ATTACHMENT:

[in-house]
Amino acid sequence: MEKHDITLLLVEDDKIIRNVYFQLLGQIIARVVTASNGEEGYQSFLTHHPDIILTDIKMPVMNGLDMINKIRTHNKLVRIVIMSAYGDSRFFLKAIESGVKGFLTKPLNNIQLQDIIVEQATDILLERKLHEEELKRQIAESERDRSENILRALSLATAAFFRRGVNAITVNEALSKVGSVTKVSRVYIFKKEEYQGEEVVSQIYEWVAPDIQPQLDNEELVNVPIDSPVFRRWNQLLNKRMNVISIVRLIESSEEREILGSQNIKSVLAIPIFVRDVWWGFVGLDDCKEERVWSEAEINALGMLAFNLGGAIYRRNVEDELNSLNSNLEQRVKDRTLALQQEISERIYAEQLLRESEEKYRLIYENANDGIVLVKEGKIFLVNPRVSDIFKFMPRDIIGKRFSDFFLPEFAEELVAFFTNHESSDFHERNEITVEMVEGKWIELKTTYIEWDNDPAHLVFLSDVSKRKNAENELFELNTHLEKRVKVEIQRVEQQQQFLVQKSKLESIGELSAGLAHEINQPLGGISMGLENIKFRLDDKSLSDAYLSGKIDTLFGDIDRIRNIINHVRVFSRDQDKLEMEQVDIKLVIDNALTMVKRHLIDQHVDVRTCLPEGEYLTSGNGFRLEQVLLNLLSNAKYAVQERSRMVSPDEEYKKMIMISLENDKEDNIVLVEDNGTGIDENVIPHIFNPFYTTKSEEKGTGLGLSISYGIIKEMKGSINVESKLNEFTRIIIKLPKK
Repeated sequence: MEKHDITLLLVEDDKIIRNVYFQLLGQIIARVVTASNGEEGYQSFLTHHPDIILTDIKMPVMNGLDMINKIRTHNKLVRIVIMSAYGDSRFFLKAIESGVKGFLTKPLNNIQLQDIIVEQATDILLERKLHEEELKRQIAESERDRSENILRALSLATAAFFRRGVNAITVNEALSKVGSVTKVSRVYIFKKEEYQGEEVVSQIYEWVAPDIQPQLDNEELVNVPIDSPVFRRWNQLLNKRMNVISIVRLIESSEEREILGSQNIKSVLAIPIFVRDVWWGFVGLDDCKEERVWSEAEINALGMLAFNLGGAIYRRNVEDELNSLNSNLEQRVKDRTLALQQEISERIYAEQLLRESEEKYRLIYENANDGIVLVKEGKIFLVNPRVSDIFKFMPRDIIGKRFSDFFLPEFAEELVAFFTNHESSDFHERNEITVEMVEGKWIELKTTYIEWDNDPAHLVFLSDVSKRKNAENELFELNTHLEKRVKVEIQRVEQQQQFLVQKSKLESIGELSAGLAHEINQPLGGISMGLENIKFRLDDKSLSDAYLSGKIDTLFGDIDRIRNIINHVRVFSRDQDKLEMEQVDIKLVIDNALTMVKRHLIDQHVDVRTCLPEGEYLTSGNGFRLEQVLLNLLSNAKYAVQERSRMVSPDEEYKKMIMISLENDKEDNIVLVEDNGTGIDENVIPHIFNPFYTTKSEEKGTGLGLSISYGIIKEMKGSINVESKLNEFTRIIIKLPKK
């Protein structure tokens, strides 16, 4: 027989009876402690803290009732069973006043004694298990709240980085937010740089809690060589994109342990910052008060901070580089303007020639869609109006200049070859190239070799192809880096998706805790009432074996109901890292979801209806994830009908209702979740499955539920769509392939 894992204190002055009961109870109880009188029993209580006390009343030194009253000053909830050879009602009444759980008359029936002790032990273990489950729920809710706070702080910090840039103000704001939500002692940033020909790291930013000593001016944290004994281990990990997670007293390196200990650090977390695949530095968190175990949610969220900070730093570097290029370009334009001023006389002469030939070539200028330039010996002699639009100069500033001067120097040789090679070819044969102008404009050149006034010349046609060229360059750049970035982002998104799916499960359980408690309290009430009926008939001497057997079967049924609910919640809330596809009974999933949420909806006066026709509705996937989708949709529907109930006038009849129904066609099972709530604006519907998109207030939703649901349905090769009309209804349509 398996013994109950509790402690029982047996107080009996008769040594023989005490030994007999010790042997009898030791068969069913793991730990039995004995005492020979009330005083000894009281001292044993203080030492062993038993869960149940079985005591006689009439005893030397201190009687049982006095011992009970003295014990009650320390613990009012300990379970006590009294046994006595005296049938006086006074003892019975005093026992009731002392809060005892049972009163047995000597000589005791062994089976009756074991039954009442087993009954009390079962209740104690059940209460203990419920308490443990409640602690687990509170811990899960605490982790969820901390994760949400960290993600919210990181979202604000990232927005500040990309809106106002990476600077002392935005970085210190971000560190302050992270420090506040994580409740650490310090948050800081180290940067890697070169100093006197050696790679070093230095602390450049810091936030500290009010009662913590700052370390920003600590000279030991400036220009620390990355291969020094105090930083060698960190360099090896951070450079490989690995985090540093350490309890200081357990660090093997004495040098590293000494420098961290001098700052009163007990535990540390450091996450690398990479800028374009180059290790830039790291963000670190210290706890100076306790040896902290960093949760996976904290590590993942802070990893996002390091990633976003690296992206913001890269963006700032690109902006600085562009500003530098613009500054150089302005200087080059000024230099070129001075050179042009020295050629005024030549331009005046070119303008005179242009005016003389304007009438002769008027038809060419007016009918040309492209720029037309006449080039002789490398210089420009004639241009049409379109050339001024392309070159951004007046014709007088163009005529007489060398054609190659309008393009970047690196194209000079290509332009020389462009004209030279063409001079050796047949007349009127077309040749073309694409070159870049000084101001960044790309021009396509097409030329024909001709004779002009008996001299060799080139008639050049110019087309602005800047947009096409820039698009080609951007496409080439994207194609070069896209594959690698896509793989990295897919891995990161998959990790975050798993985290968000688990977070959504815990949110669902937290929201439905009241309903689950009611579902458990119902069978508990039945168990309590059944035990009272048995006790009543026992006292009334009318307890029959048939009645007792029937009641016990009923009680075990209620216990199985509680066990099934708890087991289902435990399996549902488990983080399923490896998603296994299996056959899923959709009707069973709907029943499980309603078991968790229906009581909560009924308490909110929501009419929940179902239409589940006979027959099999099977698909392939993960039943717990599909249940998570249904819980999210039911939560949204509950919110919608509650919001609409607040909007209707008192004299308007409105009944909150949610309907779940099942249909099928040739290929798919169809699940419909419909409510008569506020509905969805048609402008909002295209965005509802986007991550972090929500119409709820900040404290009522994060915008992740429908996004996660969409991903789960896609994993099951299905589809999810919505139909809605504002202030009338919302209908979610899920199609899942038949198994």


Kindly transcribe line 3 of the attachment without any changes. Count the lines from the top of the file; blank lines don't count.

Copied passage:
Repeated sequence: MEKHDITLLLVEDDKIIRNVYFQLLGQIIARVVTASNGEEGYQSFLTHHPDIILTDIKMPVMNGLDMINKIRTHNKLVRIVIMSAYGDSRFFLKAIESGVKGFLTKPLNNIQLQDIIVEQATDILLERKLHEEELKRQIAESERDRSENILRALSLATAAFFRRGVNAITVNEALSKVGSVTKVSRVYIFKKEEYQGEEVVSQIYEWVAPDIQPQLDNEELVNVPIDSPVFRRWNQLLNKRMNVISIVRLIESSEEREILGSQNIKSVLAIPIFVRDVWWGFVGLDDCKEERVWSEAEINALGMLAFNLGGAIYRRNVEDELNSLNSNLEQRVKDRTLALQQEISERIYAEQLLRESEEKYRLIYENANDGIVLVKEGKIFLVNPRVSDIFKFMPRDIIGKRFSDFFLPEFAEELVAFFTNHESSDFHERNEITVEMVEGKWIELKTTYIEWDNDPAHLVFLSDVSKRKNAENELFELNTHLEKRVKVEIQRVEQQQQFLVQKSKLESIGELSAGLAHEINQPLGGISMGLENIKFRLDDKSLSDAYLSGKIDTLFGDIDRIRNIINHVRVFSRDQDKLEMEQVDIKLVIDNALTMVKRHLIDQHVDVRTCLPEGEYLTSGNGFRLEQVLLNLLSNAKYAVQERSRMVSPDEEYKKMIMISLENDKEDNIVLVEDNGTGIDENVIPHIFNPFYTTKSEEKGTGLGLSISYGIIKEMKGSINVESKLNEFTRIIIKLPKK